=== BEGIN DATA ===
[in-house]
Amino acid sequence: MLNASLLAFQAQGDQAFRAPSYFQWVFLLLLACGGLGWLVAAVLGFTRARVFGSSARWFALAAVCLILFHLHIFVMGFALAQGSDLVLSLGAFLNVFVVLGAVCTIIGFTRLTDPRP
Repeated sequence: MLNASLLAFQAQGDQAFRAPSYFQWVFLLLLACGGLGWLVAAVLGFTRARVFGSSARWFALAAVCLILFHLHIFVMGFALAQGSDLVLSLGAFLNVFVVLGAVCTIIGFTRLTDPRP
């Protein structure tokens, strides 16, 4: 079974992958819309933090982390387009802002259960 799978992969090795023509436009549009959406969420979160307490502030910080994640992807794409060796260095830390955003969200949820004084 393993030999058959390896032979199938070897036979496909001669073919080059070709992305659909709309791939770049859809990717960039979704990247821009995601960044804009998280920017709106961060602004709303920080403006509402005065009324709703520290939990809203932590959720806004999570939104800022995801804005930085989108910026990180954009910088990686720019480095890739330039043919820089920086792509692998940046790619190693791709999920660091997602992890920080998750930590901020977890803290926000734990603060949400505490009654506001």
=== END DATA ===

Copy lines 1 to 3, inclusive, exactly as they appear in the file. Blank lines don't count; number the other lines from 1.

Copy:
[in-house]
Amino acid sequence: MLNASLLAFQAQGDQAFRAPSYFQWVFLLLLACGGLGWLVAAVLGFTRARVFGSSARWFALAAVCLILFHLHIFVMGFALAQGSDLVLSLGAFLNVFVVLGAVCTIIGFTRLTDPRP
Repeated sequence: MLNASLLAFQAQGDQAFRAPSYFQWVFLLLLACGGLGWLVAAVLGFTRARVFGSSARWFALAAVCLILFHLHIFVMGFALAQGSDLVLSLGAFLNVFVVLGAVCTIIGFTRLTDPRP